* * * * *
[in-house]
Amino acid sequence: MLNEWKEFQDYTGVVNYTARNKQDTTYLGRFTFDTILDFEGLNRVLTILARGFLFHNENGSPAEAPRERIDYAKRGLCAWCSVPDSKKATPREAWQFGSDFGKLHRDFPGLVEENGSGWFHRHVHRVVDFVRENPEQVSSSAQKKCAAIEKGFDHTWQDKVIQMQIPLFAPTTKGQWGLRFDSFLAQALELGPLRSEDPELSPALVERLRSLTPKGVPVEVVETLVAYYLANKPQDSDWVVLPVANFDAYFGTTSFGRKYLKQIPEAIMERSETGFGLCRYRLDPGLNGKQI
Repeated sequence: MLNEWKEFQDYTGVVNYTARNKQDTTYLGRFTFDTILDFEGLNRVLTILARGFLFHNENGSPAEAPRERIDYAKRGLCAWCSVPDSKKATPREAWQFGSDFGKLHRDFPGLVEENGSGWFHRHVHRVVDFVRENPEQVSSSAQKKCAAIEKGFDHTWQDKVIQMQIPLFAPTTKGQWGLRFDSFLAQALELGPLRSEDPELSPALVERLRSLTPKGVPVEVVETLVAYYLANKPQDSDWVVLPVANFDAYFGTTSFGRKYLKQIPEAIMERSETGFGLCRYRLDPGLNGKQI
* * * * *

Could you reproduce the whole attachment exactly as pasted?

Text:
[in-house]
Amino acid sequence: MLNEWKEFQDYTGVVNYTARNKQDTTYLGRFTFDTILDFEGLNRVLTILARGFLFHNENGSPAEAPRERIDYAKRGLCAWCSVPDSKKATPREAWQFGSDFGKLHRDFPGLVEENGSGWFHRHVHRVVDFVRENPEQVSSSAQKKCAAIEKGFDHTWQDKVIQMQIPLFAPTTKGQWGLRFDSFLAQALELGPLRSEDPELSPALVERLRSLTPKGVPVEVVETLVAYYLANKPQDSDWVVLPVANFDAYFGTTSFGRKYLKQIPEAIMERSETGFGLCRYRLDPGLNGKQI
Repeated sequence: MLNEWKEFQDYTGVVNYTARNKQDTTYLGRFTFDTILDFEGLNRVLTILARGFLFHNENGSPAEAPRERIDYAKRGLCAWCSVPDSKKATPREAWQFGSDFGKLHRDFPGLVEENGSGWFHRHVHRVVDFVRENPEQVSSSAQKKCAAIEKGFDHTWQDKVIQMQIPLFAPTTKGQWGLRFDSFLAQALELGPLRSEDPELSPALVERLRSLTPKGVPVEVVETLVAYYLANKPQDSDWVVLPVANFDAYFGTTSFGRKYLKQIPEAIMERSETGFGLCRYRLDPGLNGKQI